St. Lewis [King Louis IX (1214-1270)] being returned to his kingdom applied himself to reform the disorders caused in it by his absence; and particularly in the administration of justice. He also took great pains to repress the injustice of the grandees, and the violences they exercised over their dependents.
The first act of justice done by him, was upon Jugeramus or Engueran de Coucy, one of the greatest lords of Flanders.
Three children of quality in Flanders, that were brought up in the abby [sic] of St. Nicholas, went to hunt rabbits in a wood belonging to the sieur de Coucy. The keepers having catched [sic] them, they put them in prison, and then informed their master of what they had done; who without having any regard to their rank, their age, of the innocence of the action, cased them all to be hang’d.
The abbot of St Nicholas complained of this to the king, and demanded justice of him. The king sent for the sieur de Coucy, who being come into his presence, refused to answer to the accusation, and demanded in quality of baron to be tried by the peers of France, who were his natural judges.
The king ordered examination to be made whether he had the title of baron; and it was found that he had not: his ancestors having borne it, not as lords of Coucy, but of Gourmay, of which Eungeran de Coucy was not now in possession, having given it to his brother: whereupon the king ordered him to be imprisoned in the castle of the Louvre, and directed him to be tried by the ordinary judges, He also signified his desire to have him judged with all severity and even condemned to death; but he at last relented at the prayers of the other barons, who besought him to spare the life of Coucy, and subject him only to an amerciament, the payment of which deprived him of the greater part of his estate.
The king employed this money in building and endowing two chapels, in which mass was to be performed to ever for the souls of the three children: besides which, he also built several hospitals with it, and the churches and monasteries of Cordeliers and Dominicans at Paris.
In “The Normal Opportunity of the Provençal Troubadour,” a fragment for the unfinished project Gironde, Pound states:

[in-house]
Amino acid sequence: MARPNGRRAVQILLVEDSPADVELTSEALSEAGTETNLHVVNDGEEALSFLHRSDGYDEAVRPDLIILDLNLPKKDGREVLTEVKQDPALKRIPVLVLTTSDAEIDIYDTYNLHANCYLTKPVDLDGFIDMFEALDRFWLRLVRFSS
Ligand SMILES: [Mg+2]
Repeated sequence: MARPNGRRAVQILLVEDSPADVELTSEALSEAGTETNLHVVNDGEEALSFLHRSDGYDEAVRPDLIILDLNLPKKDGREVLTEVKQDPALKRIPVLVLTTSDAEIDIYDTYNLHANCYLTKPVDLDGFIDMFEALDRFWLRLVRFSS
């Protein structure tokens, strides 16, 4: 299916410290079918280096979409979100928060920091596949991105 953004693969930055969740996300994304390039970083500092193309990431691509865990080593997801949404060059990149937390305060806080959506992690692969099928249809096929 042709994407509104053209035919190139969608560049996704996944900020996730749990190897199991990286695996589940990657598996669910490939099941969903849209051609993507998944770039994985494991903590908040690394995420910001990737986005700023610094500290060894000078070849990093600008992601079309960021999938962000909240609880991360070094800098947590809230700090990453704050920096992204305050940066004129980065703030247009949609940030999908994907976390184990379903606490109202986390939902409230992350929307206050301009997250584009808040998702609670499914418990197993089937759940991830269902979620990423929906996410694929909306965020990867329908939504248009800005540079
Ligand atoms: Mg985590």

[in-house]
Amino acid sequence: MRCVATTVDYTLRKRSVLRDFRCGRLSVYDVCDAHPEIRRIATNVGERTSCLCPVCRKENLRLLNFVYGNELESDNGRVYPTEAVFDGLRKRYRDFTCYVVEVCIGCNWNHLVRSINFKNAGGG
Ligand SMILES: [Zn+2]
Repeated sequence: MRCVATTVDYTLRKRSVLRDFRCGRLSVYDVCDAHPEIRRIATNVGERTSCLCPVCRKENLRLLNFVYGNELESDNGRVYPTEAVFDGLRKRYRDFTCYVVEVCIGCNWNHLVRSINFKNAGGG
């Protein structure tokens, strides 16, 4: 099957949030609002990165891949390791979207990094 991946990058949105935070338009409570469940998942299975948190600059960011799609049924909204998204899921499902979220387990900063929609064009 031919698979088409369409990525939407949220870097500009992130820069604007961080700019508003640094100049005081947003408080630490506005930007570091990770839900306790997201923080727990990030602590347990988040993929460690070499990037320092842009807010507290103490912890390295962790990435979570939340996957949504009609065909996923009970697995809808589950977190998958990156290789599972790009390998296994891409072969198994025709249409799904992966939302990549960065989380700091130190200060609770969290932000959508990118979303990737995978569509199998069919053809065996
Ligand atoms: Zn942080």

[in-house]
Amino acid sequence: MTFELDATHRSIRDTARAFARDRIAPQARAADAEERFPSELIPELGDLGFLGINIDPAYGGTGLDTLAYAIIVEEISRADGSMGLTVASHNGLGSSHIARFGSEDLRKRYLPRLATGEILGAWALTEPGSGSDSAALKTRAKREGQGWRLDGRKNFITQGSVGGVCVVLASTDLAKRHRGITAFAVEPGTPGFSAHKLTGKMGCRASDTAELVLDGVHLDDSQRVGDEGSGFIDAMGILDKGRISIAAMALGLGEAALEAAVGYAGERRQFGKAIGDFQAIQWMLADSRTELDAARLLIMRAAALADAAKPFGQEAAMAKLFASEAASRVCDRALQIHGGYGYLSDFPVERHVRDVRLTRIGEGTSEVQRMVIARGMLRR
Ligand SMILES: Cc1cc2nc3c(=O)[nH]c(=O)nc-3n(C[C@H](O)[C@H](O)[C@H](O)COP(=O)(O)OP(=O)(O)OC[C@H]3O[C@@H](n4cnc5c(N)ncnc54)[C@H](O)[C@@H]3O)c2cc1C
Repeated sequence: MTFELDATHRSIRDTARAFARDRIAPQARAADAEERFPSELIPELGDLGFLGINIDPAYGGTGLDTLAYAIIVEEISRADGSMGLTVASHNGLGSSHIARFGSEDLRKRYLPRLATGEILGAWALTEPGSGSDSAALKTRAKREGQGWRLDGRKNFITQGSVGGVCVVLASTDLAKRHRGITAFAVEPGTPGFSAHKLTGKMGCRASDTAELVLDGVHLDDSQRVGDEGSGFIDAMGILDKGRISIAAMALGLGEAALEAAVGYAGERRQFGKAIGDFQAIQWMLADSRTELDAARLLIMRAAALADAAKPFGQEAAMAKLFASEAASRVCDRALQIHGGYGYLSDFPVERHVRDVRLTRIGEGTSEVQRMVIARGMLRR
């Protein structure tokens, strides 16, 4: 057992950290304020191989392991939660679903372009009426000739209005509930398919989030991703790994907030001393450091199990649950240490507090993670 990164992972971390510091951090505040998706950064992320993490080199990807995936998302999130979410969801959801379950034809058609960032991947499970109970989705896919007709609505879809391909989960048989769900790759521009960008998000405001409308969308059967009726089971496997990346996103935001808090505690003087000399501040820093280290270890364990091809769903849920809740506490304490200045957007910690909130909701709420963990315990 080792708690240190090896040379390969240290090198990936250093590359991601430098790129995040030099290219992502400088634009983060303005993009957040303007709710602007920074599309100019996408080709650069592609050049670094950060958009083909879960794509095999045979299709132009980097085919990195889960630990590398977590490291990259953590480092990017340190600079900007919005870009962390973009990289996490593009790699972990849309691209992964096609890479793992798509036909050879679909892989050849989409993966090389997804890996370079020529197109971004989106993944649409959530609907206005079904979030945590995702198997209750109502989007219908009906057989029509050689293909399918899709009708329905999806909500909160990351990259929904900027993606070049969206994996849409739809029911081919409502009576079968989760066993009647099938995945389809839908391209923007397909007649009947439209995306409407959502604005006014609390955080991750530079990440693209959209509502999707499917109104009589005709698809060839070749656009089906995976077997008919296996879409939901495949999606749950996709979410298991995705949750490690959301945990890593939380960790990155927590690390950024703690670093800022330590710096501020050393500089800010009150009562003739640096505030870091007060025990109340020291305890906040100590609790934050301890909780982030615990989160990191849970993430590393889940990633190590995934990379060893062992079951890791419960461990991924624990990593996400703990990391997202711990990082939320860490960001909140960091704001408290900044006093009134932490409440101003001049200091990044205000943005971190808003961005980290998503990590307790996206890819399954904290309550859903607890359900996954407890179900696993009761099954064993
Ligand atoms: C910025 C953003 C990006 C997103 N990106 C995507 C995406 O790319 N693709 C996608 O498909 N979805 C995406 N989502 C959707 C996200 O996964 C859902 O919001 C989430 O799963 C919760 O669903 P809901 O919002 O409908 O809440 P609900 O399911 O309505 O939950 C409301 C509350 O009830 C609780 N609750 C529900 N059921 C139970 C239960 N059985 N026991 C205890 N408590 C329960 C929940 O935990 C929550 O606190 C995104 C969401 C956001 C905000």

"There are three ways of ‘going back,’ of feeling as well as knowing about the troubadours, first, by way of the music, second, by way of the land, third, by way of the books themselves, for a manuscript on vellum has a sort of life and personality which no work of the press attains. The Ambrosian library possesses a MS (R71 superiores), a thoroughbred, with clearly written words and music, which contains the extant tunes of Arnaut Daniel. Another MS (Fonds fr. 20050) in the Bibliothèque Nationale at Paris, a small quarto with music, is so very old that it might have been carried by some late singer on the road; while Ms fr. 856 is fat, like a dictionary and was certainly made for reading. And there is Ms. Fr 844, the courtly book in which the authors are arranged by rank and precedence: Anjou, Navarre, the Canon, the Chastelaine, Sire Morisses de Creon, Gilles de Beaumont with his hand on his heart – for they are all pictured in the capitals with their arms and blazons- Jehans de Louvois with his lance, Couci with rabbits in the margin, Mesire Bouchers de Malli, proper nights [sic] all, and Tiebaus de Blason. It is a book to set young girls thinking, for surely we have all this array to show us that a tempting singer need not lack of necessity goods lands and houses. Ms. Fr 854 is among the most clearly written and contains the razos, or notes of biography and explanation. From it I quote or abridge the great part of what follows.” (A Walking Tour 84)
Chalons, Manuel. The History of France: From the Establishment of that Monarchy Under Pharamond, to the Death of Lewis XIII. London: Dodsley, 1752. Google Books, n.d. Web. 15 August 2015.
Pound, Ezra. A Walking Tour of Southern France. Ed. Richard Sieburth. New York: New Directions, 1992.